To Perform Qualitative Tests for Urinary Proteins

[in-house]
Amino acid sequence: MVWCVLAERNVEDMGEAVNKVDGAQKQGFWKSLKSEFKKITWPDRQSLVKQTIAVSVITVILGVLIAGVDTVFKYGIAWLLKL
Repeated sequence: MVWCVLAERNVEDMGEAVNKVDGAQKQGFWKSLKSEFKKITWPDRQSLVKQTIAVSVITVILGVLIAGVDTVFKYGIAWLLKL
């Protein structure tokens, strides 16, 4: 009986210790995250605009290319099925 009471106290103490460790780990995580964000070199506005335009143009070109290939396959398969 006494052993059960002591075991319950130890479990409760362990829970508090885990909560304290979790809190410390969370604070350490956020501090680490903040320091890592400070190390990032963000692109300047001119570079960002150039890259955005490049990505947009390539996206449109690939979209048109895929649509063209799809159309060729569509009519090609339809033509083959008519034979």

Proteins are organic compounds containing nitrogen in addition to carbon, hydrogen, and oxygen. Sixteen percent of total protein weight is contributed by nitrogen. Proteins are responsible for distribution of body fluids and ions on both sides of the membrane. The plasma proteins act as buffers and regulate change in plasma pH. The normal protein excretion in urine is about 30–150 mg/day. About one third of urinary protein is albumin and remaining includes many small globulins. Plasma proteins of molecular weight less than 50 kDa easily pass through glomerular membrane of nephron and are usually reabsorbed from kidney tubular cells. The large excretion of proteins in urine is called proteinuria. Proteinuria is an important indicator of kidney disease and the risk of disease progression. The proteinuria may also be caused by overflow of abnormal proteins in disease conditions such as multiple myeloma. The prevalence of proteinuria increases with kidney disease progression. The analysis of protein-to-creatinine ratio on a spot urine sample is used commonly to assess the 24 h urine protein excretion, and an albumin-to-creatinine ratio is used to approximate 24 h urine albumin excretion. Albumin-to-creatinine ratio is more sensitive than protein-to-creatinine ratio in detecting low levels of proteinuria. The normal urine albumin-to-creatinine ratio is less than 3.0 mg/mmol (ratio greater than 30 indicate severe increase of albumin excretion in urine), while normal protein-to-creatinine ratio is 15 mg/mmol.